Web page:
The crystal structure of samples was characterized by the mean of X-ray diffraction (XRD) using a PANalytical X’Pert PRO X-ray diffractometer with Cu Kα irradiation source () from 5° to 80° at a rate of 0.02°/s. The morphologies of the resultant products were measured with a FEI Tecnai G2 F20 transmission electron microscope (TEM) with an acceleration voltage of 200 kV and Hitachi S-4800 field emission scanning electron microscopy (FE-SEM). The surface properties of the powders were characterized by a VG ESCALAB 250 X-ray photoelectron spectrometer (XPS), with a monochromatic Al Kα X-ray source (). The UV-vis spectra were measured using a Persee TU-1900 UV-vis spectrophotometer, in the wavelength range of 200-800 nm.

3. Results and Discussion

3.1. Structural Analysis

In order to gain the crystal structure information of ZnO and ZnO-GO as well as the influences from different preparation conditions, the XRD measurements of the photocatalysts were conducted, as shown in Figure 1. The characteristic peaks at , 34.4°, 36.2°, 47.5°, 56.7°, 63.0°, 66.4°, 68.1°, and 69.3° were observed from the XRD patterns of ZnO and ZnO-GO nanocomposites annealed at 450°C, corresponding to the planes (100), (002), (101), (102), (110), (103), (200), (112), and (201), respectively (Figure 1(a)), indicating the existence of ZnO with hexagonal wurtzite phase (JCPDS No. 361451). No existence of other phases or impurity was found, indicating the high purity of catalysts [2628]. It is notable that the characteristic diffraction peak of GO at was not found in the XRD pattern of ZnO-GO, which was probably because ZnO crystals were covered by limited amounts of GO that changed its structure [29]. According to related literatures [30], the presence of grain boundaries in ZnO and ZnO-GO nanocomposition can be proved owing to the existence of amorphous superficial and intergranular layers between ZnO and ZnO-GO photocatalysts (unobservable in XRD patterns).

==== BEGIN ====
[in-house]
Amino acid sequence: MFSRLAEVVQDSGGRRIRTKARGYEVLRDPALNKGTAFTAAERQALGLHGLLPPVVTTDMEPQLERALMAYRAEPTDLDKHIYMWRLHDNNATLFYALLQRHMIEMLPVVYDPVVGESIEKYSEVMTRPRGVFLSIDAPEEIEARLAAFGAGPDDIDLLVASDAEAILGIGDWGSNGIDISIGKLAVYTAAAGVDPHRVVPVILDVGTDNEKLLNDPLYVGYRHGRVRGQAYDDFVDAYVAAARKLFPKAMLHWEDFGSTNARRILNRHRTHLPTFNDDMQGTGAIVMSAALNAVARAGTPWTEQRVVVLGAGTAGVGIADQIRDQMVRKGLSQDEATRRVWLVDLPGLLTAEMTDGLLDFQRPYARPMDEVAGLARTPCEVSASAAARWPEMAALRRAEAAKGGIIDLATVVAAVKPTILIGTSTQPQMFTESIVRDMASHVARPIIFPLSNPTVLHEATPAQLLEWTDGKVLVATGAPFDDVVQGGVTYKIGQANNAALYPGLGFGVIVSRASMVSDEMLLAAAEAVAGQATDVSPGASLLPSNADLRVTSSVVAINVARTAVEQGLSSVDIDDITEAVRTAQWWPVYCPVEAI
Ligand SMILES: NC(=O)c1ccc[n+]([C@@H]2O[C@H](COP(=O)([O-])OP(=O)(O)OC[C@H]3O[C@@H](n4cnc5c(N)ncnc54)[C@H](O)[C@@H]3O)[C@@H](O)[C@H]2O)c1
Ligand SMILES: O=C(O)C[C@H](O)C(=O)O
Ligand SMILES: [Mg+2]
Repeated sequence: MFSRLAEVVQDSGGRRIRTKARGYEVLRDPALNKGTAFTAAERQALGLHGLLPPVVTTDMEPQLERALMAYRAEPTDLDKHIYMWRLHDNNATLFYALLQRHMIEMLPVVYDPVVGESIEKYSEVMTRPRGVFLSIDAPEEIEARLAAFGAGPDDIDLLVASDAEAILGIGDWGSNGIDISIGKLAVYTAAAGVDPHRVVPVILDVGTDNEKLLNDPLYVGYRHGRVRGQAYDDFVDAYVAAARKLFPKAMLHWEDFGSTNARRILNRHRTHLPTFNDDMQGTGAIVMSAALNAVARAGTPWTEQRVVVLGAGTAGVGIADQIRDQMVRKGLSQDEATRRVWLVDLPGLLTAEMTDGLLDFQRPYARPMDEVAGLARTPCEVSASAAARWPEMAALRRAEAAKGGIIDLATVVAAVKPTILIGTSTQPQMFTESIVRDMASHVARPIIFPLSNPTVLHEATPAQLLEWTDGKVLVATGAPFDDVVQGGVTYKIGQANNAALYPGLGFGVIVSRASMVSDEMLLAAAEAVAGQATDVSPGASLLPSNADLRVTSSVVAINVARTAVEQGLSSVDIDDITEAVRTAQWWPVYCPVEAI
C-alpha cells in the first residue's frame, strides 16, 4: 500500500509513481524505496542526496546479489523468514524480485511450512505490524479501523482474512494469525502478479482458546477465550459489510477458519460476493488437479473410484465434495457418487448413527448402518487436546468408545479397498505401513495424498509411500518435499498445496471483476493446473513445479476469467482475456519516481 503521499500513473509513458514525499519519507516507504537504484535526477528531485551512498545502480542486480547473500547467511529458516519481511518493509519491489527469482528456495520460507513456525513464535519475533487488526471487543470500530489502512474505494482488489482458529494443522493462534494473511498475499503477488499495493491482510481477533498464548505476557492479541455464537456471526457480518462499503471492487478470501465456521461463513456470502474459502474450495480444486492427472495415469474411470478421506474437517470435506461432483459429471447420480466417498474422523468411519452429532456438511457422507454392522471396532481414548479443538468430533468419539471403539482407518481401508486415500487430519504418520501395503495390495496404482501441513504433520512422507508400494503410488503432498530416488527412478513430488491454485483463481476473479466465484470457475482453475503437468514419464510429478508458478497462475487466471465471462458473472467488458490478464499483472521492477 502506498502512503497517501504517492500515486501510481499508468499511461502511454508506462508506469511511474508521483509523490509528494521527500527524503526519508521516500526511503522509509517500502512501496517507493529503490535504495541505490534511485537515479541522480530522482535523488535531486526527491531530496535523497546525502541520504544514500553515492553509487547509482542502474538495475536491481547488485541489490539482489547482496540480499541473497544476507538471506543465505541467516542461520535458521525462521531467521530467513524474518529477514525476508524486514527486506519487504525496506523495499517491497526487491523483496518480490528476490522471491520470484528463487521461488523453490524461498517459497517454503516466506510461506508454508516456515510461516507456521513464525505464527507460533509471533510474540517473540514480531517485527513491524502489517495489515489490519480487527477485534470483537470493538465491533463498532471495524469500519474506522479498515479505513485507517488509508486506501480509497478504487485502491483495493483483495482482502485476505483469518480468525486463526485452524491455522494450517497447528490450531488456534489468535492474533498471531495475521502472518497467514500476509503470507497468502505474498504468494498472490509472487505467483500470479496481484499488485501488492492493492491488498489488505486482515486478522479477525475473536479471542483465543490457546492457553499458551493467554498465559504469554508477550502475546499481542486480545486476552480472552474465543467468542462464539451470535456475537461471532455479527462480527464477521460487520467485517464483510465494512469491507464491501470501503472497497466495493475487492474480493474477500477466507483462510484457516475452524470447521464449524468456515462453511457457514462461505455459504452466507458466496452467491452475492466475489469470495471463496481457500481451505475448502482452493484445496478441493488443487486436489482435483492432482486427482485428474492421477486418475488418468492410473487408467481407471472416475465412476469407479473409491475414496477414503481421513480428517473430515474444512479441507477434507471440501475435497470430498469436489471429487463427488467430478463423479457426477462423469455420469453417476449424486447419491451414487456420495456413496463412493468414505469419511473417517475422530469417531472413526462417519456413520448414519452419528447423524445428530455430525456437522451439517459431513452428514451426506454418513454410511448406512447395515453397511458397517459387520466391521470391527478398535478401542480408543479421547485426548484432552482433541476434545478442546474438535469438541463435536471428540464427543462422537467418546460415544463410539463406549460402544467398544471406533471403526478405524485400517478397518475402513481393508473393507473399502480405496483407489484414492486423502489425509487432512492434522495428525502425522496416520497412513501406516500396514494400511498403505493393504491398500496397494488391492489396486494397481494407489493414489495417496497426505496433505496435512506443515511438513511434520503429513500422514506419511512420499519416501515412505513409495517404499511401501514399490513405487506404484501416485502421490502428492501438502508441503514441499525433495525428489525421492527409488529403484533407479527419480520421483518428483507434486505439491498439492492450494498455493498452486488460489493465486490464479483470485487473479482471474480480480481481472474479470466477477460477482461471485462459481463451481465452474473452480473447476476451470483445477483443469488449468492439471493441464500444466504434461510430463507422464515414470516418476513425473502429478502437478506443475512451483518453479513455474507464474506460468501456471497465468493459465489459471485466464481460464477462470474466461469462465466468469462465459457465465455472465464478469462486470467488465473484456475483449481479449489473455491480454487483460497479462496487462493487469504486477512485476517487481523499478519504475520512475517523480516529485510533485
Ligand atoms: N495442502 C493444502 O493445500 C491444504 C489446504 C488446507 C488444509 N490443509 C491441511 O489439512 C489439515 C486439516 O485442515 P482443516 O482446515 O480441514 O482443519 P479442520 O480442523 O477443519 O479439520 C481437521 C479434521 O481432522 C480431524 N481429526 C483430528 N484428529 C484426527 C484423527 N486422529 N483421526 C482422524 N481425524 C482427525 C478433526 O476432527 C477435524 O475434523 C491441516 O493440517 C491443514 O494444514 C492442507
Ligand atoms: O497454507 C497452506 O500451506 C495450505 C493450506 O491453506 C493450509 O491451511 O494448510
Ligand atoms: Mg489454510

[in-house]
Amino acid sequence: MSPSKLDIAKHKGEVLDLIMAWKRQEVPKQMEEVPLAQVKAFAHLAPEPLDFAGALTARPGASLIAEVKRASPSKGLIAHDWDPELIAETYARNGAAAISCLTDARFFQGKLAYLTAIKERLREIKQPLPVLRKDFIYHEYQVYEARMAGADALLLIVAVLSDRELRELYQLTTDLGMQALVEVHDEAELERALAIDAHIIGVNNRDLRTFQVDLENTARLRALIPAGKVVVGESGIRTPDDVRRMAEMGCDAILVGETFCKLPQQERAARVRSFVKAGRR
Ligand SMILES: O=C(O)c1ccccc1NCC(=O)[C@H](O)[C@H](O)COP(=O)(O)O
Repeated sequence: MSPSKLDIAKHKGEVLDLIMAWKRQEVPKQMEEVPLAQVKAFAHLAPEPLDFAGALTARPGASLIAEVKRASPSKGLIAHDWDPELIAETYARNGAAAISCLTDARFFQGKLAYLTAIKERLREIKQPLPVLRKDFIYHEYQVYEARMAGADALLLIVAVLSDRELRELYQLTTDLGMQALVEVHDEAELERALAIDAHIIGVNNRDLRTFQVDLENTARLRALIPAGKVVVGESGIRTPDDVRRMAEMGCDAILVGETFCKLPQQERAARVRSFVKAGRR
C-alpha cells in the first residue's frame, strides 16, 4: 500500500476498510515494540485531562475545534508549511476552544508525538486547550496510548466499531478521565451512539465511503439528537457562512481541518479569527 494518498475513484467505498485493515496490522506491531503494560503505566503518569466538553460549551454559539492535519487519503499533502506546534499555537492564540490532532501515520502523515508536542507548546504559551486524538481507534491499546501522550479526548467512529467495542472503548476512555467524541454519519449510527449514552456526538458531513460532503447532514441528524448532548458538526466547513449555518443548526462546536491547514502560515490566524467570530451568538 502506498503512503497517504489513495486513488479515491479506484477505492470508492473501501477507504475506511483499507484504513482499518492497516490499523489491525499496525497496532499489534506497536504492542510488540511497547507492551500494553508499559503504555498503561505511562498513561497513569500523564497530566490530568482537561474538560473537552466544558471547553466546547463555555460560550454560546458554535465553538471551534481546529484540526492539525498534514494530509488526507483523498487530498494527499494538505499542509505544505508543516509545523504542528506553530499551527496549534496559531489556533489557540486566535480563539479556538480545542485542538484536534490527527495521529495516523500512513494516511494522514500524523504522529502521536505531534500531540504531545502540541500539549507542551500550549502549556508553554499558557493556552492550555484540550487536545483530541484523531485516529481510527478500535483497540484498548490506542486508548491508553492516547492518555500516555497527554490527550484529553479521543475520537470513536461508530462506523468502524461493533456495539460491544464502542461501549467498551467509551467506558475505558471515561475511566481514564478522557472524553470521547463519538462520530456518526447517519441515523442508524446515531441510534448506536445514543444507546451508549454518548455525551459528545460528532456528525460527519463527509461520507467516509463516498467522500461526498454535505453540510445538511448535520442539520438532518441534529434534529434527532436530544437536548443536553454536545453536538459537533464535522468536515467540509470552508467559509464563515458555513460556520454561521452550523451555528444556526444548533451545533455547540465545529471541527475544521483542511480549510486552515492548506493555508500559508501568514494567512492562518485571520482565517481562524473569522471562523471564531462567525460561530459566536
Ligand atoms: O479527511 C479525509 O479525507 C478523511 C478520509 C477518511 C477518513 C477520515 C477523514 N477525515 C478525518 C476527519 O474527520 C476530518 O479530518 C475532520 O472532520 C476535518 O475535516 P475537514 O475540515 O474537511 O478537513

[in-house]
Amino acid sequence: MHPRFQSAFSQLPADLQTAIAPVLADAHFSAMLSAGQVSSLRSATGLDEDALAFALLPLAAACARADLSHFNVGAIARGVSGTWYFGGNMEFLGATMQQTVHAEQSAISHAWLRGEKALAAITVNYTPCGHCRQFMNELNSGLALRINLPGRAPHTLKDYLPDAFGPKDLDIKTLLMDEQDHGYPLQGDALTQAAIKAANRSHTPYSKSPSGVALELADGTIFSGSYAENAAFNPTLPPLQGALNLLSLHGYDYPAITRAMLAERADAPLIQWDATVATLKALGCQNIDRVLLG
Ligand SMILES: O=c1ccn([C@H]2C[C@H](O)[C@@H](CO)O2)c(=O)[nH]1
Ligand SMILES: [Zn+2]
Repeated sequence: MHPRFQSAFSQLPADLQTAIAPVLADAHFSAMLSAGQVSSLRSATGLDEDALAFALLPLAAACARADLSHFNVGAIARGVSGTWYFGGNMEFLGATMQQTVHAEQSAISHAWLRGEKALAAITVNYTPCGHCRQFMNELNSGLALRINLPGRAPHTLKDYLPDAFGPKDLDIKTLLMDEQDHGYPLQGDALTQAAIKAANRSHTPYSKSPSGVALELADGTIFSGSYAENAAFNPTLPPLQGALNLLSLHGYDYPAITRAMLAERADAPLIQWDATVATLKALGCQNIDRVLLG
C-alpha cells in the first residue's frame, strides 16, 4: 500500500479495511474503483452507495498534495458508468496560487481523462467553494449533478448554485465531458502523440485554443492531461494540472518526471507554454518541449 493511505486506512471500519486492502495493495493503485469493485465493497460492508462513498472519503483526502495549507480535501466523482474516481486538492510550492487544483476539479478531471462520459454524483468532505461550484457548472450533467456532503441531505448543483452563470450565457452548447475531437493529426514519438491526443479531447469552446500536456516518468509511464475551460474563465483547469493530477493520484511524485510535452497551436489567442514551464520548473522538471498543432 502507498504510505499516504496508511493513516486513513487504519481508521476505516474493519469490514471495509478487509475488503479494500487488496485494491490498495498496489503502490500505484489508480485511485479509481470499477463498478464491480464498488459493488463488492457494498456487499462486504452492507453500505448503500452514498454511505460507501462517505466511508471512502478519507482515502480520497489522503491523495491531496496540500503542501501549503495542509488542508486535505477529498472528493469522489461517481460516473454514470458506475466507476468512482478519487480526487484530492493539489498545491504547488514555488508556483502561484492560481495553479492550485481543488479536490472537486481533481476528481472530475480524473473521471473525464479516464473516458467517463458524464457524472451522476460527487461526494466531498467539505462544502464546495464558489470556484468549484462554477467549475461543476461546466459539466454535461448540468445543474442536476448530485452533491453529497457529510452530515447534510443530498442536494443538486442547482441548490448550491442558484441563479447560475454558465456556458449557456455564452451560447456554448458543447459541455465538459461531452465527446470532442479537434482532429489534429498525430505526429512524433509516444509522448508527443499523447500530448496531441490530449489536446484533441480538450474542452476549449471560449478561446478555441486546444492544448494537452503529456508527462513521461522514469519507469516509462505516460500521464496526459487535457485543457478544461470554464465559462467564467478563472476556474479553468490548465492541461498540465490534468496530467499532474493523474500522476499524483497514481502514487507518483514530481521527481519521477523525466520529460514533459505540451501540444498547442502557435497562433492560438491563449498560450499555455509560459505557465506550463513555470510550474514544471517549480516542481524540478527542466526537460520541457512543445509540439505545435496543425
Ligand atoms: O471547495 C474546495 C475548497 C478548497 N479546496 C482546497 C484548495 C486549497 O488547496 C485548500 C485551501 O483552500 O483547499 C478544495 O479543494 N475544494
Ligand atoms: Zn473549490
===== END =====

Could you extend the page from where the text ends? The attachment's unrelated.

In addition, the influence of adding amounts of NaOH on the ZnO structure was been studied. It is clearly observed from Figure 1(b) that the diffraction peak intensity of the ZnO increases first and then decreases upon increasing the amounts of NaOH; moreover, the diffraction peaks become the sharpest when the adding amount of NaOH is 80 mL. Figure 1(c) shows the effect of adding amounts of GO on the ZnO-GO nanocomposite structure. We found that the diffraction peak intensity decreases with the increase adding amounts of GO.

3.2. Component Analysis